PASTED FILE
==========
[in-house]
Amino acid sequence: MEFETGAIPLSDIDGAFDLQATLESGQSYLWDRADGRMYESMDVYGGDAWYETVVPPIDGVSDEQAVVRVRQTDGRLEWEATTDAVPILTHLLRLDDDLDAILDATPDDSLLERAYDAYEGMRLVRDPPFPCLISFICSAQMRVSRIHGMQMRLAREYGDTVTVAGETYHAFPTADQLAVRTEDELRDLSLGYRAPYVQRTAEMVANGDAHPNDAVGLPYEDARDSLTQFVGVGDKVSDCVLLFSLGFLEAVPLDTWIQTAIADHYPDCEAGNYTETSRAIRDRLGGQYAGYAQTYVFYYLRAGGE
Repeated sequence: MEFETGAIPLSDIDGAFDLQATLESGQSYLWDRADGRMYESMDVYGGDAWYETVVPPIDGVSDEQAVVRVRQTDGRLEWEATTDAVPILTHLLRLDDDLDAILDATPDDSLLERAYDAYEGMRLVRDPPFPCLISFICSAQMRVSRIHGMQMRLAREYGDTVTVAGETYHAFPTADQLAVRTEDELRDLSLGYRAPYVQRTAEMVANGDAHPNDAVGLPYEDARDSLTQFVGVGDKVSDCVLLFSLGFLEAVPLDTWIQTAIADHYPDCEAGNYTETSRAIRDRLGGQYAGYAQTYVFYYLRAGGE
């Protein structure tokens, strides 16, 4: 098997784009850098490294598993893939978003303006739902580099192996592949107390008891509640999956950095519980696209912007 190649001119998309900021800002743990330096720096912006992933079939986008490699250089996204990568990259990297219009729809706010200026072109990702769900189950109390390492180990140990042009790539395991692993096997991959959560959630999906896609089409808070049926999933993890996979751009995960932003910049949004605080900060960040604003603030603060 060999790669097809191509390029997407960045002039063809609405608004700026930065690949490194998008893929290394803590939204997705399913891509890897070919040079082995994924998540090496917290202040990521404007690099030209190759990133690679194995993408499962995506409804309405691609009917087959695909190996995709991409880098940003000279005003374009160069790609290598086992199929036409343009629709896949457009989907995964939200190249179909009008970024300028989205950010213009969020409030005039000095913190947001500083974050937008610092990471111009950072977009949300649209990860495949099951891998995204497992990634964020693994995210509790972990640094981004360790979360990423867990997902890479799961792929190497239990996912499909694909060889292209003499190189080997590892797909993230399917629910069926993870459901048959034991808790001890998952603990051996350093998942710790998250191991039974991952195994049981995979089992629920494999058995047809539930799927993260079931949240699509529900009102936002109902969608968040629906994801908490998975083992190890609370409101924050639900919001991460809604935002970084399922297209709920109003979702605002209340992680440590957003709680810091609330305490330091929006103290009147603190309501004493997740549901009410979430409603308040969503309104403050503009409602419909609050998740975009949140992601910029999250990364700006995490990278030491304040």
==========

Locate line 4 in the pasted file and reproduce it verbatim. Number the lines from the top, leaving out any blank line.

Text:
């Protein structure tokens, strides 16, 4: 098997784009850098490294598993893939978003303006739902580099192996592949107390008891509640999956950095519980696209912007 190649001119998309900021800002743990330096720096912006992933079939986008490699250089996204990568990259990297219009729809706010200026072109990702769900189950109390390492180990140990042009790539395991692993096997991959959560959630999906896609089409808070049926999933993890996979751009995960932003910049949004605080900060960040604003603030603060 060999790669097809191509390029997407960045002039063809609405608004700026930065690949490194998008893929290394803590939204997705399913891509890897070919040079082995994924998540090496917290202040990521404007690099030209190759990133690679194995993408499962995506409804309405691609009917087959695909190996995709991409880098940003000279005003374009160069790609290598086992199929036409343009629709896949457009989907995964939200190249179909009008970024300028989205950010213009969020409030005039000095913190947001500083974050937008610092990471111009950072977009949300649209990860495949099951891998995204497992990634964020693994995210509790972990640094981004360790979360990423867990997902890479799961792929190497239990996912499909694909060889292209003499190189080997590892797909993230399917629910069926993870459901048959034991808790001890998952603990051996350093998942710790998250191991039974991952195994049981995979089992629920494999058995047809539930799927993260079931949240699509529900009102936002109902969608968040629906994801908490998975083992190890609370409101924050639900919001991460809604935002970084399922297209709920109003979702605002209340992680440590957003709680810091609330305490330091929006103290009147603190309501004493997740549901009410979430409603308040969503309104403050503009409602419909609050998740975009949140992601910029999250990364700006995490990278030491304040």